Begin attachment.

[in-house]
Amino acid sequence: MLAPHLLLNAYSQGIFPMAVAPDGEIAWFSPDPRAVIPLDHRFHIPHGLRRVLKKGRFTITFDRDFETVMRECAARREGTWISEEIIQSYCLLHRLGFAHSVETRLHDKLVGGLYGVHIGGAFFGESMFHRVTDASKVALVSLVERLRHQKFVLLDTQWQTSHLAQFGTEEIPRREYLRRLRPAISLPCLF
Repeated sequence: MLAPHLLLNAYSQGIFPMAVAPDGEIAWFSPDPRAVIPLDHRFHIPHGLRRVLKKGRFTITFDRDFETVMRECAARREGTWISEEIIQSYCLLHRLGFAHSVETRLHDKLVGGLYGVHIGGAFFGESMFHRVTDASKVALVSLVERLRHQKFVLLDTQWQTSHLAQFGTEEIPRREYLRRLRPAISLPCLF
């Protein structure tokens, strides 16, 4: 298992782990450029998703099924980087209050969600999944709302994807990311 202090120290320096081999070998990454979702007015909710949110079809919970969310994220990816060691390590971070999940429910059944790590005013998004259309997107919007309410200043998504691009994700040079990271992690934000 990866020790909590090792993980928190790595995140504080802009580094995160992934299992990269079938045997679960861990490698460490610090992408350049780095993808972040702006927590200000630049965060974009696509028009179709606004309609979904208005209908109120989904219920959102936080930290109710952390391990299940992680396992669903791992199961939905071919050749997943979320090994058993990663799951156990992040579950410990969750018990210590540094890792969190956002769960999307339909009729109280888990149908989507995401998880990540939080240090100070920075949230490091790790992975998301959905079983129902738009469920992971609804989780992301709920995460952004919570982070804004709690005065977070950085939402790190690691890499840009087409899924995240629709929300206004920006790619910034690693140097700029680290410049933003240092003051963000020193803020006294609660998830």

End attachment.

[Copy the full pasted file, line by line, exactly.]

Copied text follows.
[in-house]
Amino acid sequence: MLAPHLLLNAYSQGIFPMAVAPDGEIAWFSPDPRAVIPLDHRFHIPHGLRRVLKKGRFTITFDRDFETVMRECAARREGTWISEEIIQSYCLLHRLGFAHSVETRLHDKLVGGLYGVHIGGAFFGESMFHRVTDASKVALVSLVERLRHQKFVLLDTQWQTSHLAQFGTEEIPRREYLRRLRPAISLPCLF
Repeated sequence: MLAPHLLLNAYSQGIFPMAVAPDGEIAWFSPDPRAVIPLDHRFHIPHGLRRVLKKGRFTITFDRDFETVMRECAARREGTWISEEIIQSYCLLHRLGFAHSVETRLHDKLVGGLYGVHIGGAFFGESMFHRVTDASKVALVSLVERLRHQKFVLLDTQWQTSHLAQFGTEEIPRREYLRRLRPAISLPCLF
């Protein structure tokens, strides 16, 4: 298992782990450029998703099924980087209050969600999944709302994807990311 202090120290320096081999070998990454979702007015909710949110079809919970969310994220990816060691390590971070999940429910059944790590005013998004259309997107919007309410200043998504691009994700040079990271992690934000 990866020790909590090792993980928190790595995140504080802009580094995160992934299992990269079938045997679960861990490698460490610090992408350049780095993808972040702006927590200000630049965060974009696509028009179709606004309609979904208005209908109120989904219920959102936080930290109710952390391990299940992680396992669903791992199961939905071919050749997943979320090994058993990663799951156990992040579950410990969750018990210590540094890792969190956002769960999307339909009729109280888990149908989507995401998880990540939080240090100070920075949230490091790790992975998301959905079983129902738009469920992971609804989780992301709920995460952004919570982070804004709690005065977070950085939402790190690691890499840009087409899924995240629709929300206004920006790619910034690693140097700029680290410049933003240092003051963000020193803020006294609660998830």